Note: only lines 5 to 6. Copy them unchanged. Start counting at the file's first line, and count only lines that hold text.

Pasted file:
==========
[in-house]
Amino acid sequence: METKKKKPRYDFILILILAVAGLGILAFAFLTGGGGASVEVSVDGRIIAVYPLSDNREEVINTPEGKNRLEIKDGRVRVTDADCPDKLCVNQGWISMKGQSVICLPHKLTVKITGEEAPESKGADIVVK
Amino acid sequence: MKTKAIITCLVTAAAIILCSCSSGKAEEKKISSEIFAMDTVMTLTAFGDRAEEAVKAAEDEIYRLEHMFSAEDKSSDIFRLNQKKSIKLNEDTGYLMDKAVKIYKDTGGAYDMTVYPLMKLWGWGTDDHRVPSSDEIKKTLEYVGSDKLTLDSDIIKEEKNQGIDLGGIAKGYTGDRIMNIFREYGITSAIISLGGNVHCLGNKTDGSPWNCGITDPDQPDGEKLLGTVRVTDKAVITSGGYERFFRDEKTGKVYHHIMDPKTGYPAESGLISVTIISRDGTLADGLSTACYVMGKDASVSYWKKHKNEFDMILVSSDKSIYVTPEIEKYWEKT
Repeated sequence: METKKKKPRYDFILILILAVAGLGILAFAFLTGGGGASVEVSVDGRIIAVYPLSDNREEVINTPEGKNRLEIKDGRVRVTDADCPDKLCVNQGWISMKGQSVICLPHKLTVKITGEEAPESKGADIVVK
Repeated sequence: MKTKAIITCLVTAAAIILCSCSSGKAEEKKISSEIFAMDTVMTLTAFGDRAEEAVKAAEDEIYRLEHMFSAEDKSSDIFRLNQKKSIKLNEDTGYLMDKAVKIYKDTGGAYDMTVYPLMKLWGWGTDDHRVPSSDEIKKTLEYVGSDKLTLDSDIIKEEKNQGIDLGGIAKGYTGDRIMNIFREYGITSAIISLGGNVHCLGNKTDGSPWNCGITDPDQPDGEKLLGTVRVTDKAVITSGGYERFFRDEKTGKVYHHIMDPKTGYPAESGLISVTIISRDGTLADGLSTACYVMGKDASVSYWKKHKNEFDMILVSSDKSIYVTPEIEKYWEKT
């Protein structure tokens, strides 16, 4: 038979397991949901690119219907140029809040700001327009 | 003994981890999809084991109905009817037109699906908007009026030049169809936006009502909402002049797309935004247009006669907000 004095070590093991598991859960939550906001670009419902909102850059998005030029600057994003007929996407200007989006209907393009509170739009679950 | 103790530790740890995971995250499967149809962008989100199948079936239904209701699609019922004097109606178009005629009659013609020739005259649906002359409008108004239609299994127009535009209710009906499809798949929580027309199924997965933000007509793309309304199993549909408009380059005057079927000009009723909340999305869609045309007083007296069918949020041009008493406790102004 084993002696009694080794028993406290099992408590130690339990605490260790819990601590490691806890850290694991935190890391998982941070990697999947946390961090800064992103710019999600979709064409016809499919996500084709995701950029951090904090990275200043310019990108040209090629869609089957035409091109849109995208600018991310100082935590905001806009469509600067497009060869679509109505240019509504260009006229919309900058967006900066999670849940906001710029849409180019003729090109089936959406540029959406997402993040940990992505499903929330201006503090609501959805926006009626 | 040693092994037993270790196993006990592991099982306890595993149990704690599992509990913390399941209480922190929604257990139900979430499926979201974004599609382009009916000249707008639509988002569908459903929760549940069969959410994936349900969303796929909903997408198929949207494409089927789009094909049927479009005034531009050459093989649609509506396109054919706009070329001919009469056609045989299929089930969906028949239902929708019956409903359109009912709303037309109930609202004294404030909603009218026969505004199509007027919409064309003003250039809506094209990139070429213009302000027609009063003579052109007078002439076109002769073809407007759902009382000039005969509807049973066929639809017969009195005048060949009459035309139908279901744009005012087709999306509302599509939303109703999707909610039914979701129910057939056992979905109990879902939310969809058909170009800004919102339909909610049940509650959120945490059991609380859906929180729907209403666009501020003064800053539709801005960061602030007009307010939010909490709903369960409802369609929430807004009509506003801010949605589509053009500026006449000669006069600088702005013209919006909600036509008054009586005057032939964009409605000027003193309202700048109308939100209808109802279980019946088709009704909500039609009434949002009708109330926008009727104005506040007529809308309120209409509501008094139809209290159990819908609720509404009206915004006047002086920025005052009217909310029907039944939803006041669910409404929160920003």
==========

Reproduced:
Repeated sequence: MKTKAIITCLVTAAAIILCSCSSGKAEEKKISSEIFAMDTVMTLTAFGDRAEEAVKAAEDEIYRLEHMFSAEDKSSDIFRLNQKKSIKLNEDTGYLMDKAVKIYKDTGGAYDMTVYPLMKLWGWGTDDHRVPSSDEIKKTLEYVGSDKLTLDSDIIKEEKNQGIDLGGIAKGYTGDRIMNIFREYGITSAIISLGGNVHCLGNKTDGSPWNCGITDPDQPDGEKLLGTVRVTDKAVITSGGYERFFRDEKTGKVYHHIMDPKTGYPAESGLISVTIISRDGTLADGLSTACYVMGKDASVSYWKKHKNEFDMILVSSDKSIYVTPEIEKYWEKT
């Protein structure tokens, strides 16, 4: 038979397991949901690119219907140029809040700001327009 | 003994981890999809084991109905009817037109699906908007009026030049169809936006009502909402002049797309935004247009006669907000 004095070590093991598991859960939550906001670009419902909102850059998005030029600057994003007929996407200007989006209907393009509170739009679950 | 103790530790740890995971995250499967149809962008989100199948079936239904209701699609019922004097109606178009005629009659013609020739005259649906002359409008108004239609299994127009535009209710009906499809798949929580027309199924997965933000007509793309309304199993549909408009380059005057079927000009009723909340999305869609045309007083007296069918949020041009008493406790102004 084993002696009694080794028993406290099992408590130690339990605490260790819990601590490691806890850290694991935190890391998982941070990697999947946390961090800064992103710019999600979709064409016809499919996500084709995701950029951090904090990275200043310019990108040209090629869609089957035409091109849109995208600018991310100082935590905001806009469509600067497009060869679509109505240019509504260009006229919309900058967006900066999670849940906001710029849409180019003729090109089936959406540029959406997402993040940990992505499903929330201006503090609501959805926006009626 | 040693092994037993270790196993006990592991099982306890595993149990704690599992509990913390399941209480922190929604257990139900979430499926979201974004599609382009009916000249707008639509988002569908459903929760549940069969959410994936349900969303796929909903997408198929949207494409089927789009094909049927479009005034531009050459093989649609509506396109054919706009070329001919009469056609045989299929089930969906028949239902929708019956409903359109009912709303037309109930609202004294404030909603009218026969505004199509007027919409064309003003250039809506094209990139070429213009302000027609009063003579052109007078002439076109002769073809407007759902009382000039005969509807049973066929639809017969009195005048060949009459035309139908279901744009005012087709999306509302599509939303109703999707909610039914979701129910057939056992979905109990879902939310969809058909170009800004919102339909909610049940509650959120945490059991609380859906929180729907209403666009501020003064800053539709801005960061602030007009307010939010909490709903369960409802369609929430807004009509506003801010949605589509053009500026006449000669006069600088702005013209919006909600036509008054009586005057032939964009409605000027003193309202700048109308939100209808109802279980019946088709009704909500039609009434949002009708109330926008009727104005506040007529809308309120209409509501008094139809209290159990819908609720509404009206915004006047002086920025005052009217909310029907039944939803006041669910409404929160920003």